It may be cliche, but Thanksgiving is a time to remember, you never know what life may bring, so make the most of it.  Most of all appreciate what you do have.  I avoid wasting energy worrying about the bad and I focus on the good.  It’s my Attitude of Gratitude.  

Every country has holidays celebrating various victories, and independence.  This day, the  United States of America commemorates finding common ground with Native Americans, where we learned to share a land we all appreciated.  We commemorate it, and title it, as a day of giving thanks for all we have.  I am grateful for those moments when our opposing political parties find common ground and we progress as a nation.

On Thanksgiving, my amazing partner and I were also married.  Our lives together, have built on this attitude of Gratitude that we will instill in our son.
Every night before going to sleep, we say something we are grateful for.  We go to bed grateful and happy.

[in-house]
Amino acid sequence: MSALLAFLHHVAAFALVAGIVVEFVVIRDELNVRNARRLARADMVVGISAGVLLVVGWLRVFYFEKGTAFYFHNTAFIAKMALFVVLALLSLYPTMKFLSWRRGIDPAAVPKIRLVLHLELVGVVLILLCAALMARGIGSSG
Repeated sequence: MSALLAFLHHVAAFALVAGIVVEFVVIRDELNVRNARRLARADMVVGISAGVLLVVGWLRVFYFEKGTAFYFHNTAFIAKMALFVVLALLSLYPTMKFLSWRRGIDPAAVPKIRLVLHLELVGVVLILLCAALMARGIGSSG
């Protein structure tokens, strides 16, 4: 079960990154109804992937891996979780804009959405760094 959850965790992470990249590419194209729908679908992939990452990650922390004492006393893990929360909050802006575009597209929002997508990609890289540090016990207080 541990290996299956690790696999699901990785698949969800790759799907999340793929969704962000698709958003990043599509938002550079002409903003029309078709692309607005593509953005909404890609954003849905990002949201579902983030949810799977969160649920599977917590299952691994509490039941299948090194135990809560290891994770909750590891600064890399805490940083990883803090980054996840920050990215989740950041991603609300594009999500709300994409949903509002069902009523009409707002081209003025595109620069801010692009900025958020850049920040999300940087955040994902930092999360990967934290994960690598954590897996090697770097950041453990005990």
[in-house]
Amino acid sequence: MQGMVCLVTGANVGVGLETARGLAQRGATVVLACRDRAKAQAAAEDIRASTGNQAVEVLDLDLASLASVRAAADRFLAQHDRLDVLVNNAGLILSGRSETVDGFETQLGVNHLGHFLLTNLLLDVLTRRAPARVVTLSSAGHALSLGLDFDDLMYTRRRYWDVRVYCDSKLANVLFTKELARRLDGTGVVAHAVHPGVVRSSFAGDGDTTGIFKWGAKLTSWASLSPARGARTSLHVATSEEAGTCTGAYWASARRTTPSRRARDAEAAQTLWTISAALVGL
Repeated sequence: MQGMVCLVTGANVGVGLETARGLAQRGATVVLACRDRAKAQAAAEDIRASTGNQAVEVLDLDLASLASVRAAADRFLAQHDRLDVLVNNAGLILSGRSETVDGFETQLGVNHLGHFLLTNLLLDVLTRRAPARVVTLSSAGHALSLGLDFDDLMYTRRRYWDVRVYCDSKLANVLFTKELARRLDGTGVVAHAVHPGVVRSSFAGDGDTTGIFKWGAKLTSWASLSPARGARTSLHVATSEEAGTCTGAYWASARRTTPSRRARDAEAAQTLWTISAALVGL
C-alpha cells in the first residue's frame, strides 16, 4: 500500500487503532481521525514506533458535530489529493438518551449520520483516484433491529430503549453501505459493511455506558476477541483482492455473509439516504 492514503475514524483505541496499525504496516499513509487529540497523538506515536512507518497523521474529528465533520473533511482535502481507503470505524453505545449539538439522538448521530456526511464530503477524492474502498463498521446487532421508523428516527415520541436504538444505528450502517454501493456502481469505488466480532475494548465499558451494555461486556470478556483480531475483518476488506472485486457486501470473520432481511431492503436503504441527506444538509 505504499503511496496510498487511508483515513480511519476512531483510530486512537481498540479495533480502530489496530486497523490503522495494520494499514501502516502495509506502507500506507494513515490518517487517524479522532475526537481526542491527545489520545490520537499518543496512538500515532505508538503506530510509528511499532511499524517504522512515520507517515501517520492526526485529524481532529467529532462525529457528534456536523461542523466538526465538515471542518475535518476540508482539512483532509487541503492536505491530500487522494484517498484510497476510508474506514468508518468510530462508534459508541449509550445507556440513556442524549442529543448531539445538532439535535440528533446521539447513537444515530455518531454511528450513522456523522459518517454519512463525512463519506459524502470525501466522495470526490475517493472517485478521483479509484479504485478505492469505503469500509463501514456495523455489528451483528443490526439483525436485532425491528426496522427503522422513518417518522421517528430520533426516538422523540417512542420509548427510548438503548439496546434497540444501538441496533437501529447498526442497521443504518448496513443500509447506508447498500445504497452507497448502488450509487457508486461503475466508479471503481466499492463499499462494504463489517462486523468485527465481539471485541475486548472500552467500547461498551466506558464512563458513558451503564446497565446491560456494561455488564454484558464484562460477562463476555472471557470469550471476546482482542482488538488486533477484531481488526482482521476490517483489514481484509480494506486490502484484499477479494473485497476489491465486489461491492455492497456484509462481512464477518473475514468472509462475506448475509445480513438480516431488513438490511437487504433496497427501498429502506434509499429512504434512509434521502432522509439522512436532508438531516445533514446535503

When I was a kid, on Thanksgiving my family did “Thankfuls”.  I thought they were weird.  Now every day it is easy for me to seek what is wonderful about my day, my friends, my family, the world, and acknowledge it.  I can’t wait to instill this attitude of gratitude every day in my children.

Happy Thanksgiving.  I am grateful you are interested in what I have to say.  What are you grateful for?

Funny Hospital Story

Some of you may not know about my other blog, and are always asking me about funny hospital stories.
I thought this story about undesirables in the hospital belonged there, since no child was involved.

My only thought as Daddy Dr. is, I will have to remember what parents just went through in the waiting room, just to get to see me in the ER. The Hospital Chapel in the little story is just around the corner from the ER in that hospital.

Happy Father’s Day

I thought I would get to sleep in as a special father’s day gift. Nope. I have now discovered the new joy of waking up to your child in your bed, and he’s not even a year old. He’s not doing the “Daddy, Daddy, Daddy!” yet. He does stick his little hand out and pat me on the back to get my attention while he’s laying between us nursing. And then he smiles so big when I open my eyes from a deep sleep and look at him finally.
That is a joy that anyone who’s had a child can understand, but once you are a father…wow.
When I look at my son, I think about the joy my dad must have had looking at me. I still catch him looking at me that way.
So Happy Father’s Day to all the daddies out there.

What fond memories do you have of your father?